Storm in FlandersPosted: 2007/11/26
Groom, Winston. A Storm in Flanders: The Ypres Salient, 1914 – 1918: Tragedy and Triumph on the Western Front. New York: Atlantic Monthly Press, 2001.
I’m thinking I shouldn’t have picked this book up in the middle of my current state of mind. Don’t get me wrong, Groom’s history on World War I is impressive. Between the diary accounts, breathtaking pictures and easy language (he called someone a ”military nut” and someone else “butt-headed”), this wasn’t a dry read. I know more about military warfare than ever before. For example, I learned WWI was Hitler’s introduction to war, paved the way for him, so to speak. The Germans were the first to introduce poison-gas (mustard gas) warfare; and I now know the meaning behind the poppy-like flowers veterans sell outside the grocery store. I always bought them and hung them in Gabriel without knowing why.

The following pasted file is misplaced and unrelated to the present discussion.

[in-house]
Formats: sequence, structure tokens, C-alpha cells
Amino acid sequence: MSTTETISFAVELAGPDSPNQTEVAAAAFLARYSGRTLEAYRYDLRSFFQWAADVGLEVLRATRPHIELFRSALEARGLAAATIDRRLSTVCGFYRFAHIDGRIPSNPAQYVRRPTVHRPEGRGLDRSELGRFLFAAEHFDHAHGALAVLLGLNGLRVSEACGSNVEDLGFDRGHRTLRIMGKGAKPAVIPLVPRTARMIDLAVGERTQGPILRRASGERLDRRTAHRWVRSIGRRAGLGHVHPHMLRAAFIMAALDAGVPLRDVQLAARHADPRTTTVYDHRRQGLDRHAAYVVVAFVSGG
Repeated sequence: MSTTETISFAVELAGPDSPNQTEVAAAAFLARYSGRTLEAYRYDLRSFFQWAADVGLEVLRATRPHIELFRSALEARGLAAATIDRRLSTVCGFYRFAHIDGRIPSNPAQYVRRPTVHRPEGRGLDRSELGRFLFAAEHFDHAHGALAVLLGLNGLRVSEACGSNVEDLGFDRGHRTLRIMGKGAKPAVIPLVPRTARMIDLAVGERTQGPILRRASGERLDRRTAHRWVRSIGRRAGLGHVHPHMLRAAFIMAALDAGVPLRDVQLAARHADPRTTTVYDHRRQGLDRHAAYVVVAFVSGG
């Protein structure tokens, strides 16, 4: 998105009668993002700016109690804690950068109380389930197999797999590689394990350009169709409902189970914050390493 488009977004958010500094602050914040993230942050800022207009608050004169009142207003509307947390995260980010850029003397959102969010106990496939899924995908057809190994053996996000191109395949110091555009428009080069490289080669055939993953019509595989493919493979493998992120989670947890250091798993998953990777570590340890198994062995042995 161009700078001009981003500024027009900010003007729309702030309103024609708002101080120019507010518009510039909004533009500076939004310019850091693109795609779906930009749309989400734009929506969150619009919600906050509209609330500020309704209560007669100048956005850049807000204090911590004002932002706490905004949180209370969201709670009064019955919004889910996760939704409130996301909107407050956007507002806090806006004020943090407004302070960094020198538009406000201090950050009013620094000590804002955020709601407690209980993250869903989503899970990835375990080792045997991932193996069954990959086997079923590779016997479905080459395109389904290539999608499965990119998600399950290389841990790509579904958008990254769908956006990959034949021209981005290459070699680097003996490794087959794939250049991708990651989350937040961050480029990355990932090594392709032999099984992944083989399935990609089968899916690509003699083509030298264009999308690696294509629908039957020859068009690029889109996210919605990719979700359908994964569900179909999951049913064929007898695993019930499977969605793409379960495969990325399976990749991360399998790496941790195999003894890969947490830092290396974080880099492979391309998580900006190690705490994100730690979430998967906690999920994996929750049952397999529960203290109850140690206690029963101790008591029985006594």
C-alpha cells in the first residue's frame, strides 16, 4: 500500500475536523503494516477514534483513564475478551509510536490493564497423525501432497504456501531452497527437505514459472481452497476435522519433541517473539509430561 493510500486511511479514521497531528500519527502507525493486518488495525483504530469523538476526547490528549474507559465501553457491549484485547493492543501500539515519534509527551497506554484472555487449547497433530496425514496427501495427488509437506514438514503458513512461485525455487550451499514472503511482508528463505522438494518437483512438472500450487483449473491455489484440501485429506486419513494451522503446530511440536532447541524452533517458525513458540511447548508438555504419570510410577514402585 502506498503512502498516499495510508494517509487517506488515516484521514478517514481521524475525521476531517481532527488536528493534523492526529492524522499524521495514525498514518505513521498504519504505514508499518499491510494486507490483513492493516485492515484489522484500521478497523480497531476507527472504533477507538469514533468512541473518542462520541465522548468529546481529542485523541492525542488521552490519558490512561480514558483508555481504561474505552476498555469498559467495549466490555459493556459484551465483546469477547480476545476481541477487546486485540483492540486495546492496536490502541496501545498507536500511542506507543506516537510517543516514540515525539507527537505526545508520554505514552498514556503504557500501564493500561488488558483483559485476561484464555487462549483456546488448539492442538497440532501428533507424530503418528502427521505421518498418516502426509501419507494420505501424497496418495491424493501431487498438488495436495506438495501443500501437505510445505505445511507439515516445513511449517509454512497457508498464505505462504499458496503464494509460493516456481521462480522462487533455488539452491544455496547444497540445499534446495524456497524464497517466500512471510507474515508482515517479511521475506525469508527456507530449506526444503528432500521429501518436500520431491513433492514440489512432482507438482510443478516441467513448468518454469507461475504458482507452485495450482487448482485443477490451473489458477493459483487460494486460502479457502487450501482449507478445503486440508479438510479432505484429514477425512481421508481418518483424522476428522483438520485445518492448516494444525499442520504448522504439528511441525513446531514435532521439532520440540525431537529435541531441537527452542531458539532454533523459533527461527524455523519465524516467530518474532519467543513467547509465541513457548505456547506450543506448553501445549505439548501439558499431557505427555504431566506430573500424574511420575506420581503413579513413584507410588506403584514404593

There is humor to Groom’s language: “While the Germans pondered their next move, there was a four-day lull in the fighting – if you can call taking thousands of casualties a day a “lull” (p 51) and “…Germans binged on a gluttony of pork until they were virtually wursted and brattened to their limits” (p 119).
Since Christmas is fast approaching I am drawn to the story Groom tells of Christmas 1914 when both sides put down their weapons and pretended to be friends for a day, exchanging gifts, singing carols, playing games and even laughing with one another. Yet, when the day was over they went back to killing one another.
BookLust Twist: From Book Lust in the chapter “World War I Nonfiction” (p 251). Pearl points out that Groom writes with compassion for the soldiers and I couldn’t agree more. I think that compassion is what makes this book so interesting.